How did you arrange your desktop icons 10 years ago?

Once upon a time, our desktops were a point of pride. How did you customize yours?

I barely see my desktop these days, and I don't care much what it looks like. I stick a nice wallpaper on it and clear out the mess of images I've saved to it every few months, and the rest of the time it's covered by Chrome, Slack, and other windows. But 10 or 15 years ago, I obsessed over my desktop.

I downloaded an application so I could rotate the wallpaper every 15 minutes and spent hours downloading the coolest video game wallpapers and abstract digital art pieces I could find. Yes, there were anime wallpapers with dramatic quotes on them. And I loved to curate my icons. My most vivid desktop memory is of arranging my desktop icons around the outer border of my screen in the early 2000s (a 4:3 CRT, naturally) and using a wallpaper of Link from The Legend of Zelda: Ocarina of Time. Sadly, I don't have any screenshots of my desktop from that era, but I've done my best to recreate it above.

Most of the icons you'll see there are pulled from my old backups, including great files like "AnimeInfo.doc" and "Douglas Adams quotes.doc." Also, I had a Pink Panther applet that made him walk around on the screen. Man, that was cool. I re-installed AIM and Netscape Navigator for this shot, and somehow the files from Netscape circa 2003 are still hosted on a live FTP server. That is weird.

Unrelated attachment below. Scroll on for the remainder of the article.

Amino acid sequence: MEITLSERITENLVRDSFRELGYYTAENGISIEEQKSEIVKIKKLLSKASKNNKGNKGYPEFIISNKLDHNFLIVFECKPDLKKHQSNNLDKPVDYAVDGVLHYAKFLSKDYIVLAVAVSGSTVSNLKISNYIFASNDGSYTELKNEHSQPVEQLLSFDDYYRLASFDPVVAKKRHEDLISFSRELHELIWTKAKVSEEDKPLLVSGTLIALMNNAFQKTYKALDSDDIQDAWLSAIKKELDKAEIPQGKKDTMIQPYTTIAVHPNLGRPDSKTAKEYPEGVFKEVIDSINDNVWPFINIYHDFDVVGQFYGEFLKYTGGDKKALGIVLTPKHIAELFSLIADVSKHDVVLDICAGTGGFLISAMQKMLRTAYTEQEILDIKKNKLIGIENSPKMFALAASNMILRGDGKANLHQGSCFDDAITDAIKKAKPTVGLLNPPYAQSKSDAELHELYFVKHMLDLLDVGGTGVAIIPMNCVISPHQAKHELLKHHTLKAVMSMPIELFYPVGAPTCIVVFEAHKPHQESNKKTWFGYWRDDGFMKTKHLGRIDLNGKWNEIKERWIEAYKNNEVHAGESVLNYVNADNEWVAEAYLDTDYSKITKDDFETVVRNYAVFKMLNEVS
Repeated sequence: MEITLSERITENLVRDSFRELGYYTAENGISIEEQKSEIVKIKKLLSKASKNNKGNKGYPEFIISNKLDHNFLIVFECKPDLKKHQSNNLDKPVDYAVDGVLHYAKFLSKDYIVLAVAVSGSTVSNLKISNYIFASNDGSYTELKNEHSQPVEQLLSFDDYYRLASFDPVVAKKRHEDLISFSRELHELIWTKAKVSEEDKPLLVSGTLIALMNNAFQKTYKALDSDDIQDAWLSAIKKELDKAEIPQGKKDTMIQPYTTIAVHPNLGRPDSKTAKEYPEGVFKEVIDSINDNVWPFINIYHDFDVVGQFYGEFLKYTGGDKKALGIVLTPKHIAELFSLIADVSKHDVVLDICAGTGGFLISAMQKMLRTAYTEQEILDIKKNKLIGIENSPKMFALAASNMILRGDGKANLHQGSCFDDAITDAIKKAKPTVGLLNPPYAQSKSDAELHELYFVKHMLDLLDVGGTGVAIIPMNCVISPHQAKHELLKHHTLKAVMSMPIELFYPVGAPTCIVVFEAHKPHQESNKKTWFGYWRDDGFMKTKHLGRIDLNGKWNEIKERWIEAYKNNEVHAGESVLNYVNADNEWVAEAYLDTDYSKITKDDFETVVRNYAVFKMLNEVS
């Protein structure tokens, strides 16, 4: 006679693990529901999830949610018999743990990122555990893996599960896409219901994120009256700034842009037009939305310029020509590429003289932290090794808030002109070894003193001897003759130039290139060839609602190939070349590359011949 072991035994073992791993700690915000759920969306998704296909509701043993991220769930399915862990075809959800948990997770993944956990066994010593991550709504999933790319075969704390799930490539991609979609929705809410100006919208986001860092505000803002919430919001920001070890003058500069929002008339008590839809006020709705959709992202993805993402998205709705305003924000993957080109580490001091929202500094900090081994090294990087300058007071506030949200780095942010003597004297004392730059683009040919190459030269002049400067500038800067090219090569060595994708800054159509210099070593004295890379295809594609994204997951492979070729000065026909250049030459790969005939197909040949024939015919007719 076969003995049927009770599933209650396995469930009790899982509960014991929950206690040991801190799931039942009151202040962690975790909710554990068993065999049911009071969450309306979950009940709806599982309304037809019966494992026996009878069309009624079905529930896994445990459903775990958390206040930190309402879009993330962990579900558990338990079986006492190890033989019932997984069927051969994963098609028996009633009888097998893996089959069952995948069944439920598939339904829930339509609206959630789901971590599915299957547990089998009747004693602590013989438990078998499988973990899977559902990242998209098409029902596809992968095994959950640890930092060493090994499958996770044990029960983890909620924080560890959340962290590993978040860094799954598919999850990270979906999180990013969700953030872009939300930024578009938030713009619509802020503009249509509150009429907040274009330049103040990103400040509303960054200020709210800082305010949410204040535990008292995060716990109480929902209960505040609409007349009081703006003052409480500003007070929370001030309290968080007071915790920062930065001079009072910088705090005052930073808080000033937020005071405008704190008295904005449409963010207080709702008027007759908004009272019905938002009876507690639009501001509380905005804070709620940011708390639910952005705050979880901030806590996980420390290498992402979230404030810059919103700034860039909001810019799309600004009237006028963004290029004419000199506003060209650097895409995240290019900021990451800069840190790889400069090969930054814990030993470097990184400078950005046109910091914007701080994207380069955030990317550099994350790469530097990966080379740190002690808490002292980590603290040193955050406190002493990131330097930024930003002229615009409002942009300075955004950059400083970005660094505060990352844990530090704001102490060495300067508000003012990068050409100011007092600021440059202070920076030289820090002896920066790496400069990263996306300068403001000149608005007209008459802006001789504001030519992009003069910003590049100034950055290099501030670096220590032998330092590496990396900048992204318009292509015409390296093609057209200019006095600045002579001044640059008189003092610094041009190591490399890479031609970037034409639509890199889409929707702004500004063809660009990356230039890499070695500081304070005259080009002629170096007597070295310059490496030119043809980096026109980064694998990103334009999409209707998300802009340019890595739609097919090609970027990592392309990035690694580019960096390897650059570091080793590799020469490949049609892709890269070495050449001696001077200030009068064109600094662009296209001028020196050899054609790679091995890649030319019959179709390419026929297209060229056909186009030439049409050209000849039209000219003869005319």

My desktop back then didn't have as many files—it was pretty much all applications—and every time I wanted to add a new one, something had to go. The perfect border of icons was not to be broken. I don't think I gave it up until I switched computers.

If you were similarly fanatical about your desktop in the old days, share your stories (or even better, screenshots) in the comments and reminisce.

And show us how you like to keep your desktop now. Is it still fastidiously kept? Are you running cool customization? Or did you give up on customizing your desktop like me and just cover it up?


As hardware editor, Wes spends slightly more time building computers than he does breaking them. Deep in his heart he believes he loves Star Wars even more than Samuel Roberts and Chris Thursten, but is too scared to tell them.
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